Tue. Nov 19th, 2019

The Blue & Gray Press

The University of Mary Washington Student Newspaper

James Farmer Multicultural Center celebrates 30th anniversary

3 min read

The JFMC celebrates 30 years of promoting inclusivity on the UMW campus. (John Wray / Blue & Gray Press)

by ABIGAIL WEBER

Staff Writer

On Tuesday, students eating dinner at the top of the University Center had an unusual treat: rainbow cake and rainbow sherbet. The colorful desserts were served as part of Blasting Off to a Rainbow Planet, this year’s LGBTQ+ pride week celebration hosted by People for the Rights of Individuals of Sexual Minorities (PRISM) and the James Farmer Multicultural Center.

The James Farmer Multicultural Center is celebrating 30 years of being a force for change on the Mary Washington campus and beyond. But the rainbow desserts show a larger shift in how UMW and the Multicultural Center have evolved and grown in its influence and the number of people and clubs it celebrates and defends.

1990 was a year that saw significant social change for the United States. David Dinkins became New York City’s first African American mayor in January, the first Asian Pacific American Heritage Month was held in May, and the Americans with Disabilities Act steadily made its way through Congress before becoming law in July. 1990 was also the year that Mary Washington College president William Anderson established what would become the James Farmer Multicultural Center.

Even as this social and legal change swept the nation, Mary Washington College remained over 90 percent white. In an article about a new program addressing racial and sexual (referring to cisgender women, not sexuality or gender identity) discrimination in the Sept. 19, 1989 edition of the MWC Bullet, Jamie Sutphin reported that people of color made up only 6.5 percent of the student body. Today, according to the 2018-2019 Institutional Research Common Data Set, people of color make up over 30 percent of the student body.

With few students of color to organize in the early days, the Multicultural Center nevertheless worked to increase tolerance, awareness and cultural understanding by working with a handful of organizations. By 1993, Armand Marquardt reported that only seven “ethnically oriented” clubs stood on the UMW campus serving the students of color who made up 10 percent of the student body. These included Women of Color, Black Men of New Direction (BOND), the Asian Student Association, and the Black Student Association, all of which are still active.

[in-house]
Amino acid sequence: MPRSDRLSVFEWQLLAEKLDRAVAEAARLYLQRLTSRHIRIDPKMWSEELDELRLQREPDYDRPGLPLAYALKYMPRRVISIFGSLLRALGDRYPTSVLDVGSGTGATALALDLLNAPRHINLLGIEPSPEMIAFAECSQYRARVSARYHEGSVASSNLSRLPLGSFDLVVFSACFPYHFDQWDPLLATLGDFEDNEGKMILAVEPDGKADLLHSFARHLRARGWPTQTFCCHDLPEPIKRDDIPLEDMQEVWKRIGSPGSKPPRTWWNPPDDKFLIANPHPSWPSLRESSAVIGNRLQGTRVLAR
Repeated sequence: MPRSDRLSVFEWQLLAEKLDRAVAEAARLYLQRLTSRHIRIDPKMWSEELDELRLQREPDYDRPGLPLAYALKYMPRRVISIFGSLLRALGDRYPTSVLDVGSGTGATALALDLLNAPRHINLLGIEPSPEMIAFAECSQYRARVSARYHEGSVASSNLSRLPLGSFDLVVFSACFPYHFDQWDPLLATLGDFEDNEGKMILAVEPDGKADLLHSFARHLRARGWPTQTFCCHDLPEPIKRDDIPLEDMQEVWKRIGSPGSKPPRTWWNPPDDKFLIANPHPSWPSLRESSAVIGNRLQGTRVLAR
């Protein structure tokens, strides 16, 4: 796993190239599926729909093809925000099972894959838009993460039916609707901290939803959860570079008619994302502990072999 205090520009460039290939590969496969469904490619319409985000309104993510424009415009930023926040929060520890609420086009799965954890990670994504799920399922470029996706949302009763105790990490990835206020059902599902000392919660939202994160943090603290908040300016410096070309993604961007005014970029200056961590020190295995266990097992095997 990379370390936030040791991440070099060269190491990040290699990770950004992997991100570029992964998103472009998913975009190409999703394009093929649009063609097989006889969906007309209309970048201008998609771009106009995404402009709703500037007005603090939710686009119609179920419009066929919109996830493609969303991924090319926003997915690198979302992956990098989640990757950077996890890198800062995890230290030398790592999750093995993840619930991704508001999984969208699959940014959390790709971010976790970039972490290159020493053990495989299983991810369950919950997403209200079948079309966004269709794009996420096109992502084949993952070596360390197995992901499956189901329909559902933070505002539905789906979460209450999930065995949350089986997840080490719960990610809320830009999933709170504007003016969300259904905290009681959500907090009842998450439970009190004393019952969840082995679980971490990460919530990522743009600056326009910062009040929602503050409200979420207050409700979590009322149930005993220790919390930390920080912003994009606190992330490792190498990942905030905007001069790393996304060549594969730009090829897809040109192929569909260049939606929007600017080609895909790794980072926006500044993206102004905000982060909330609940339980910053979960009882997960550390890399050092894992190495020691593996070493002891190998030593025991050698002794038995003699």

Today, there are 27 multicultural clubs on campus, according to UMW’s Presence club listing. The Multicultural Center works with student organizations on the Multicultural Leadership Council like PRISM, the Latino Student Association and the Muslim Student Association to co-sponsor events.

“[The service from the center that has helped the school the most is] probably incubating and bringing student led organizations to the front and letting them run their own things and be kind of grassroots while also having professional backing,” said freshman Multicultural Center employee Jesse Frye.

James Farmer and his namesake Multicultural Center are featured prominently and memorably in advertising for the University, including tours.

“I knew when I came on my first tour I wanted to work here,” Frye said. “I’m one of the lucky ones who got hired.”

This, too, is a change. In an editorial for the Bullet in 1998, the editorial board chastised the college for failing to advertise and elevate his achievements and presence at the school. This editorial claims that the renaming of the Multicultural Center was the result of a student-led effort.

As for James Farmer himself, the civil rights leader and professor described his stance on multiculturalism in a 1997 Bullet article on Black History Month celebrations.

“American citizens need to become more aware of their other American citizens,” Farmer said. “It serves the whole nation’s culture well to understand all the cultures that go into making the national fabric. To understand the threads of culture that makes up our nation makes us appreciative of diversity.

Though Farmer died in 1999, his legacy lives on through the Multicultural Center. UMW will celebrate Farmer’s 100th birthday in January.

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